NB: A version of this post also appears on The Violent World of Parker blog.
Chances are, if you become inordinately interested in the work of Donald E. Westlake – as I self-evidently have – at some point you're going to encounter Peter Rabe. In interviews and articles Westlake would often cite Rabe as being a major influence (alongside Dashiell Hammett, Vladimir Nabokov and perhaps one or two others), an influence that's particularly noticeable in the hardboiled Parker crime novels Westlake wrote as Richard Stark (especially in Stark/Parker's debut, The Hunter). I've blogged about Rabe repeatedly over the past few years, sometimes comparing Stark to Rabe – notably in this post on Rabe's 1960 crime novel Anatomy of a Killer (which also appears, in an altered form, on The Violent World of Parker) – mostly just reviewing and showcasing Rabe's novels (the majority of which were published straight to paperback). But for true critical insight into Rabe's work, there's really only one place to go, courtesy of Rabe's biggest fan, the aforementioned Donald Westlake.
In 1989 Westlake contributed an essay to Murder off the Rack: Critical Studies of Ten Paperback Masters, an anthology edited by Jon L. Breen and Martin Harry Greenberg and published by Scarecrow Press. Titled simply "Peter Rabe", and nestling alongside essays by, among others, Bill Crider ("Harry Whittington"), Max Allan Collins ("Jim Thompson: The Killer Inside Him"), Ed Gorman ("Fifteen Impressions of Charles Williams") and Loren D. Estleman ("Donald Hamilton: The Writing Crew"), across twenty pages Westlake examines the bulk of Rabe's work, novel by novel – from his 1955 debut, Stop This Man!, to 1974's Black Mafia – turning an often highly critical eye on each of them.
The opening line of the essay – "Peter Rabe wrote the best books with the worst titles of anybody I can think of" – is oft-quoted in relation to Rabe, but make no mistake: this is no bibliographic hagiography. When Westlake feels Rabe is good – Kill the Boss Goodbye (1956), say, or Anatomy of a Killer, or The Box (1962) – he's fulsome in his praise; but when he believes Rabe's writing is subpar, he doesn't pull punches. I was surprised, for instance, by the treatment meted out to Rabe's series of novels starring reluctant criminal Daniel Port; I'd always figured the Port novels had been a big influence on the Parkers in particular, but apparently not. Of the debut Port outing, Dig My Grave Deep (1956), Westlake writes:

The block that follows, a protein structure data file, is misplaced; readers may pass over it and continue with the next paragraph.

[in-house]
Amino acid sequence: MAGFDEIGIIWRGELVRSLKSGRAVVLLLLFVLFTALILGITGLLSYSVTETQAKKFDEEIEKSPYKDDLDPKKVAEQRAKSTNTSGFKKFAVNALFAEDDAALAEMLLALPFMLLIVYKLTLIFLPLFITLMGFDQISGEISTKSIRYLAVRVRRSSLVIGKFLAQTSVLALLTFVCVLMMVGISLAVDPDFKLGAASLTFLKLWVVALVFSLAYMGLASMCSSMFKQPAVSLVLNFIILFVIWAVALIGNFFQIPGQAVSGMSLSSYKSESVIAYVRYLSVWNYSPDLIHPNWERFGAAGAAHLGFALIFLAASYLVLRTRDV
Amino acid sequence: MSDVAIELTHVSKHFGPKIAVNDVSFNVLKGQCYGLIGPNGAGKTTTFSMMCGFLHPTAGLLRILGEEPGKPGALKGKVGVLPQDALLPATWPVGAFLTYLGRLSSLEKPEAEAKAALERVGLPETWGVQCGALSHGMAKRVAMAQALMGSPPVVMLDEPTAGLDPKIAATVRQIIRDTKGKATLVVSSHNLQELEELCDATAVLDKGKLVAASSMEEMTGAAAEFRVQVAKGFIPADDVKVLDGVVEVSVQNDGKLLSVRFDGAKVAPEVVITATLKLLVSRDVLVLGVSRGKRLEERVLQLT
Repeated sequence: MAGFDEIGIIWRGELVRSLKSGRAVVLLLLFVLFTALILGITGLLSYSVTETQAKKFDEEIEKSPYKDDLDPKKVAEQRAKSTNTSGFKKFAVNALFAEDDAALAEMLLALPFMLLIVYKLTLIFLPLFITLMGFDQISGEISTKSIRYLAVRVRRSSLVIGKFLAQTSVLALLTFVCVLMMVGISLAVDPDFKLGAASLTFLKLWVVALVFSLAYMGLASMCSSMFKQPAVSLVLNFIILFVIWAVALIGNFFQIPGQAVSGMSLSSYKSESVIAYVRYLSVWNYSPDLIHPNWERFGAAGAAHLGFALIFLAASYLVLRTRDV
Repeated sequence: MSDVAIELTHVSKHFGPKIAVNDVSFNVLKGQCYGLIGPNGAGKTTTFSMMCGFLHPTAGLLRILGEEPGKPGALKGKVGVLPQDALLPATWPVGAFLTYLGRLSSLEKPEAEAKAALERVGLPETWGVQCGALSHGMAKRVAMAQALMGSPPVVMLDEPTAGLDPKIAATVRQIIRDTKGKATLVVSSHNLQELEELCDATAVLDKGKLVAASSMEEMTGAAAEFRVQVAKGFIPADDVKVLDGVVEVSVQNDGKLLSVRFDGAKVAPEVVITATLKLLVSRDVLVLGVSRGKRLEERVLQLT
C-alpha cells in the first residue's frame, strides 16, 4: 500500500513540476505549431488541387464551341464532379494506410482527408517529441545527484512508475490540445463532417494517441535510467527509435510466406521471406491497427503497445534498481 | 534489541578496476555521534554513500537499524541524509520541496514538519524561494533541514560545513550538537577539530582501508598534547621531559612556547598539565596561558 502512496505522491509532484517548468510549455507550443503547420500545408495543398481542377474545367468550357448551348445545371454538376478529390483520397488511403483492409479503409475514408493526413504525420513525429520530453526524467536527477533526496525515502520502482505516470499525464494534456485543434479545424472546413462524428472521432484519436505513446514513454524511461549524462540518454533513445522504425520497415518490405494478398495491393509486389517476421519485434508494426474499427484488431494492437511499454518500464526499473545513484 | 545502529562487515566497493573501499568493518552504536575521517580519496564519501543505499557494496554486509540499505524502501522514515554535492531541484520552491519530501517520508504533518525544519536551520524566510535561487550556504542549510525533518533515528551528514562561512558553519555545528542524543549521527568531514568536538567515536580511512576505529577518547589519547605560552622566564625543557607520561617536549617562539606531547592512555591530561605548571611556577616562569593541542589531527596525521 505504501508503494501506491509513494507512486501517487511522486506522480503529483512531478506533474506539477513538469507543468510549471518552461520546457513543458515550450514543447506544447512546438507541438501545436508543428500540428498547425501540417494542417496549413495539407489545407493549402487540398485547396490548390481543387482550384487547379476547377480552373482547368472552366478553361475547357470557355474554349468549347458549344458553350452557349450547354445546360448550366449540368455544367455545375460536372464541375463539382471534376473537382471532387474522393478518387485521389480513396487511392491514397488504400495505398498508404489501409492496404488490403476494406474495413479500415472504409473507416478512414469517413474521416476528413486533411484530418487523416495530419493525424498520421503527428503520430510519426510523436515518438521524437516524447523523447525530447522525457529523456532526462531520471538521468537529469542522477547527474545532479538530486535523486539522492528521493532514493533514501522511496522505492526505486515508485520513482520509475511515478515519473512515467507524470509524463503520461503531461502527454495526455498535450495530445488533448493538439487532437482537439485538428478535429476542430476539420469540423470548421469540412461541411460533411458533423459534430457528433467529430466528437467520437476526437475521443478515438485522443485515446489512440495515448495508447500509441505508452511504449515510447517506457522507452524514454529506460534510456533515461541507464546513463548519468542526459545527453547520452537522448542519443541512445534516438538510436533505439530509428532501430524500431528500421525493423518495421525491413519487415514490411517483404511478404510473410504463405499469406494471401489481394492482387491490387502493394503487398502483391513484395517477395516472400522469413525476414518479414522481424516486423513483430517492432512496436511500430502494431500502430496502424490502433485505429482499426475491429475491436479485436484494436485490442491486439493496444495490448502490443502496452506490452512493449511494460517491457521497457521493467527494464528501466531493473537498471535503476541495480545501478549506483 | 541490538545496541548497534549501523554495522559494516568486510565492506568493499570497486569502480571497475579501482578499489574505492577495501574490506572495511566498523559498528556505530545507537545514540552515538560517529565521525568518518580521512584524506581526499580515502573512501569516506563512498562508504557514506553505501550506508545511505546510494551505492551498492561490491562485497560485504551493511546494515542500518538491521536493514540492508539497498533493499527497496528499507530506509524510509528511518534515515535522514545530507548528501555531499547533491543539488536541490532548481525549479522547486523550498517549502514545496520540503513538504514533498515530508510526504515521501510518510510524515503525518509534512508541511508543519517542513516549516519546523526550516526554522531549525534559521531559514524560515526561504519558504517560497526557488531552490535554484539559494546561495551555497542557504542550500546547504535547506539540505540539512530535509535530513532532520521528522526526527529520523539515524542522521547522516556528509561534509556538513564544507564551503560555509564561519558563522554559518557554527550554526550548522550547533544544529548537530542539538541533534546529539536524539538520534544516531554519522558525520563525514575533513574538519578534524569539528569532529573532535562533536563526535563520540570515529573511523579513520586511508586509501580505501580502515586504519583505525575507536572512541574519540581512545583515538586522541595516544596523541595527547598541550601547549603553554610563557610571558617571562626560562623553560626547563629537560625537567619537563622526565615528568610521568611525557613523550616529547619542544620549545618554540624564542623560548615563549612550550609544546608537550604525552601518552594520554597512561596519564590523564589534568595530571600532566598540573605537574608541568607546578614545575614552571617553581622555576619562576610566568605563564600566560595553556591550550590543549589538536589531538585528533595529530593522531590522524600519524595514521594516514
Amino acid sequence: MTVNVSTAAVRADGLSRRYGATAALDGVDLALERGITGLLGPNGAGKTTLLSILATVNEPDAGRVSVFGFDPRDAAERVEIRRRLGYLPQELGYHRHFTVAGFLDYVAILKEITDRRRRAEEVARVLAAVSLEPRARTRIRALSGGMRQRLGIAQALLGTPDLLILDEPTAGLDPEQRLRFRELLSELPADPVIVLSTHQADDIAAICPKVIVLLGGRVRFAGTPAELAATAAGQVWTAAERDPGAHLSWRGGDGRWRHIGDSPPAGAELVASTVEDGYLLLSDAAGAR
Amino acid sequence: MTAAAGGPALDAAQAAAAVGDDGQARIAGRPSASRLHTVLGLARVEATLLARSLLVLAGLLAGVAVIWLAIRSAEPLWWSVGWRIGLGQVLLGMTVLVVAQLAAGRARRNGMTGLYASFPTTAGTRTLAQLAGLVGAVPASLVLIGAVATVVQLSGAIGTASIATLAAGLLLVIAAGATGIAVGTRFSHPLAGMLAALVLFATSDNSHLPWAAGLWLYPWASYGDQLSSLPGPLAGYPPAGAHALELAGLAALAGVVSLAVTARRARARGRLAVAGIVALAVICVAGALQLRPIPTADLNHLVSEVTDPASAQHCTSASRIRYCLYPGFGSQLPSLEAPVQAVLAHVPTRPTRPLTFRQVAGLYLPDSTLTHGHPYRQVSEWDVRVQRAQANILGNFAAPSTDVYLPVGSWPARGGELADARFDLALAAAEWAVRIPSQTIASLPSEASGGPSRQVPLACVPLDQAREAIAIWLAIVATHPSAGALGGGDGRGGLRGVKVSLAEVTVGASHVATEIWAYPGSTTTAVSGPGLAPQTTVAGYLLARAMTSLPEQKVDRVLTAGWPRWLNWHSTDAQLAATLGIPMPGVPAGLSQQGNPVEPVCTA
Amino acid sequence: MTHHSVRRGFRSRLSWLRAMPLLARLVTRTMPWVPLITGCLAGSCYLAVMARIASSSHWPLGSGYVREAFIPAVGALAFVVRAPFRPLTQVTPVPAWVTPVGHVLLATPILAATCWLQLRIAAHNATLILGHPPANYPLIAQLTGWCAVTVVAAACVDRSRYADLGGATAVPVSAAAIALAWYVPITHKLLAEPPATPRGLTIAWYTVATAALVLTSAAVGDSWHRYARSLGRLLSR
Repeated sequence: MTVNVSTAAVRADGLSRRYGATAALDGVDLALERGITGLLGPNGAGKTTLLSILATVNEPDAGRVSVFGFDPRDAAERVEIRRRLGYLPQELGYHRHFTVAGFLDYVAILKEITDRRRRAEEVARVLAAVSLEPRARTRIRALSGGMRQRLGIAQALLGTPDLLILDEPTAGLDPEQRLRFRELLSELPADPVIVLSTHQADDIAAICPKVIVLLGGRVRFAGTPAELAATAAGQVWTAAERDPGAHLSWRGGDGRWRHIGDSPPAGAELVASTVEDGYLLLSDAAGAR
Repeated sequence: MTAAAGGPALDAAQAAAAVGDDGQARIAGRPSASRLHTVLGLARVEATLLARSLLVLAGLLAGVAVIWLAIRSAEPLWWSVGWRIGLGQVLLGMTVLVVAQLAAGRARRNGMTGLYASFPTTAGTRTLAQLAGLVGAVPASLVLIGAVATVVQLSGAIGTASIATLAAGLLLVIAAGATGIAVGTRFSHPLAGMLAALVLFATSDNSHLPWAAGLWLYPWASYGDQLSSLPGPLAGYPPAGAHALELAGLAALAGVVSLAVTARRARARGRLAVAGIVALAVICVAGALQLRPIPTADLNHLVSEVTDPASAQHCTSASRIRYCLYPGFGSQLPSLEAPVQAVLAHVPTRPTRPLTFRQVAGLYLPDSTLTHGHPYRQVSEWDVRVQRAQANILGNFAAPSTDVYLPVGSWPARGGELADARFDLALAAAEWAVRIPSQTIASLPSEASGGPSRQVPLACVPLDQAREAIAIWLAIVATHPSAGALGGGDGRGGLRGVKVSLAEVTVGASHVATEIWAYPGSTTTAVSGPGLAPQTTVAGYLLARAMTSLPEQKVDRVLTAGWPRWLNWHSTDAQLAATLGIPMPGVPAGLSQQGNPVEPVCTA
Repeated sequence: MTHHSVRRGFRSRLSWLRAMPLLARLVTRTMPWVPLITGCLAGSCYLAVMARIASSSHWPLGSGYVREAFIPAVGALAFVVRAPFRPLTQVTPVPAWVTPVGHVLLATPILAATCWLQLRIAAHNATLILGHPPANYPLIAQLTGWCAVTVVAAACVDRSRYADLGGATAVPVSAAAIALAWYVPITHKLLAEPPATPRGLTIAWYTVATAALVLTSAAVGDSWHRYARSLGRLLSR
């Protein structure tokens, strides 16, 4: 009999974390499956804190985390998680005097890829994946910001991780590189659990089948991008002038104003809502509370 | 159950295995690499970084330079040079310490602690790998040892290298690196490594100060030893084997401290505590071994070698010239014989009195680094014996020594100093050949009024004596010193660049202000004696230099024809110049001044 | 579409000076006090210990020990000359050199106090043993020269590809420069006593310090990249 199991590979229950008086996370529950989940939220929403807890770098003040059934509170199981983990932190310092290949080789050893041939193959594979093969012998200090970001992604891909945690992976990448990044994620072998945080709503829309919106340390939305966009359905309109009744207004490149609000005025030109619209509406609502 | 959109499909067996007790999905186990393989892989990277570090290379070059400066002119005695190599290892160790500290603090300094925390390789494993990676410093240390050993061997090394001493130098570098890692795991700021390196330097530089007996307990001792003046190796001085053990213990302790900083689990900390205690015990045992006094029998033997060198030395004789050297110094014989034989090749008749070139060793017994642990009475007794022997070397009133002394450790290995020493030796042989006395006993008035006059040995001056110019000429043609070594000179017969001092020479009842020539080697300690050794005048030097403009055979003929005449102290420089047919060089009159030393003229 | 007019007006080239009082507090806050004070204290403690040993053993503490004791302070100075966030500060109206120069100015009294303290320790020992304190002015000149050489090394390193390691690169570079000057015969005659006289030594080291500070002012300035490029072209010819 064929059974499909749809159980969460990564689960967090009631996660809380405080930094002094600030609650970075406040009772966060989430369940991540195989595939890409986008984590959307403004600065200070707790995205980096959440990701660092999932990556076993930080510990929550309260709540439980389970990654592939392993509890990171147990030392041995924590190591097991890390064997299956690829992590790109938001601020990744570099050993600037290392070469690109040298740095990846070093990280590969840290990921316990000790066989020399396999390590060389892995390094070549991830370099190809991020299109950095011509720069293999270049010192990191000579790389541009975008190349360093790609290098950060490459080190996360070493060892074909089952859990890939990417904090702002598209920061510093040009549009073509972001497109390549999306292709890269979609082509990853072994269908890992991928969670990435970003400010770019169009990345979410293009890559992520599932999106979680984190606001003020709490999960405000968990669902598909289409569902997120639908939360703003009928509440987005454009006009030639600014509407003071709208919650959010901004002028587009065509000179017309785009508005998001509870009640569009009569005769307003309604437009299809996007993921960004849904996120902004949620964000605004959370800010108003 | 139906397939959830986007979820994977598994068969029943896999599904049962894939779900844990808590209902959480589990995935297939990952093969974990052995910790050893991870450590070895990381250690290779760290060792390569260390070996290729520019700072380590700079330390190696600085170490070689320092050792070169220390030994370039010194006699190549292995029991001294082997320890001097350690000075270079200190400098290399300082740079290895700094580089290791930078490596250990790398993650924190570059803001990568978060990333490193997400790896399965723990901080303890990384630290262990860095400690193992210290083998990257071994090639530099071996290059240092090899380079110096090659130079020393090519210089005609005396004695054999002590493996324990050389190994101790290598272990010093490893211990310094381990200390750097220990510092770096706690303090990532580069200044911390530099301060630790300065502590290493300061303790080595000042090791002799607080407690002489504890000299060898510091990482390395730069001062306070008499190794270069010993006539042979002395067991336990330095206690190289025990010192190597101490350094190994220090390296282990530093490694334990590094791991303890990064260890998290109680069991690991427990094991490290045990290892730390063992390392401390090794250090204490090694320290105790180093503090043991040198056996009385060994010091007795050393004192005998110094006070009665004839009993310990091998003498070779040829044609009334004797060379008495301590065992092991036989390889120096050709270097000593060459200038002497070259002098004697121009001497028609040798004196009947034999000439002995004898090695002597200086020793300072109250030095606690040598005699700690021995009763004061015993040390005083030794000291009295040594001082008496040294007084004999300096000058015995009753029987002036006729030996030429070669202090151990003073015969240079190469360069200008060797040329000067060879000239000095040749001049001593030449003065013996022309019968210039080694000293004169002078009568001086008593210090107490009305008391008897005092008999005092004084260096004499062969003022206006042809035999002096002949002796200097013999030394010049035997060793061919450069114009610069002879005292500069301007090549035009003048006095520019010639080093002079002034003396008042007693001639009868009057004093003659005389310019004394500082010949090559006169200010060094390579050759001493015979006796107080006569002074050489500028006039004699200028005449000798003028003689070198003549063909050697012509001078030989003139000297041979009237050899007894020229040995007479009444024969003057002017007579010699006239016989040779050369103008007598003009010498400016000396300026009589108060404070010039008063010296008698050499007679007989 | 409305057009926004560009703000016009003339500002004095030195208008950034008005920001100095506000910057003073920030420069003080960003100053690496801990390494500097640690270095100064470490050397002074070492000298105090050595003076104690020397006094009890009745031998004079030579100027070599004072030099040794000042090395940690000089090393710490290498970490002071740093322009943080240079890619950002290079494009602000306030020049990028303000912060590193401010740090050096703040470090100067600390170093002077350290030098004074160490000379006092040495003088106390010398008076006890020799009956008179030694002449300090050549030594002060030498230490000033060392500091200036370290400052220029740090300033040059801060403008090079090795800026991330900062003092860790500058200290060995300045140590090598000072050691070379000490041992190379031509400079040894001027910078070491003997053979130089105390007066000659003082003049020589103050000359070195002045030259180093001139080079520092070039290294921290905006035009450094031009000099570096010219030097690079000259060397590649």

[The book] is merely a second-rate gloss of Hammett's The Glass Key, without Hammett's psychological accuracy and without Rabe's own precision and clarity. The book flounders and drifts and postures. The writing is tired and portentous, the characters thinner versions of Hammett's.
Ouch – and the remainder of the Daniel Port series fares little better. Even so, Westlake has the gift, possessed of the best critics, to make even the duffest-sounding of novels seem interesting. His clear-eyed assessments are consistently entertaining, affording insight even when he's slating Rabe's work – and I'll be drawing on a number of those assessments over the coming weeks, as I unveil some of the Peter Rabe paperbacks I've picked up over the past year, and take a look at what Westlake had to say about them.
I still haven't read the Daniel Port books, so I can't opine on what kind of influence (if any) they had on Parker. But in general, I'd say that another author's failed experiment can be as useful to a writer as a successful one, if not more. Westlake was presumably reading everything Rabe produced, learning from him in both a positive and negative way--in other words, he's asking himself two questions--"How can I be this good?", and "How can I be even better?" And I don't think it can be argued that the Parkers haven't held up much better than the Ports (when were the latter last reprinted?). So he was learning from Rabe how to craft a better crime novel, but also avoiding traps he felt Rabe had stepped into. Still and all, he would have noticed that Rabe had no trouble getting a bunch of books about a somewhat amoral violent criminal protagonist published--Ripley didn't get a sequel until 1970, Earl Drake until 1968. So that in itself would have been an influence on a writer who was, as we know, still slaving away in the porn pits at the time.ReplyDelete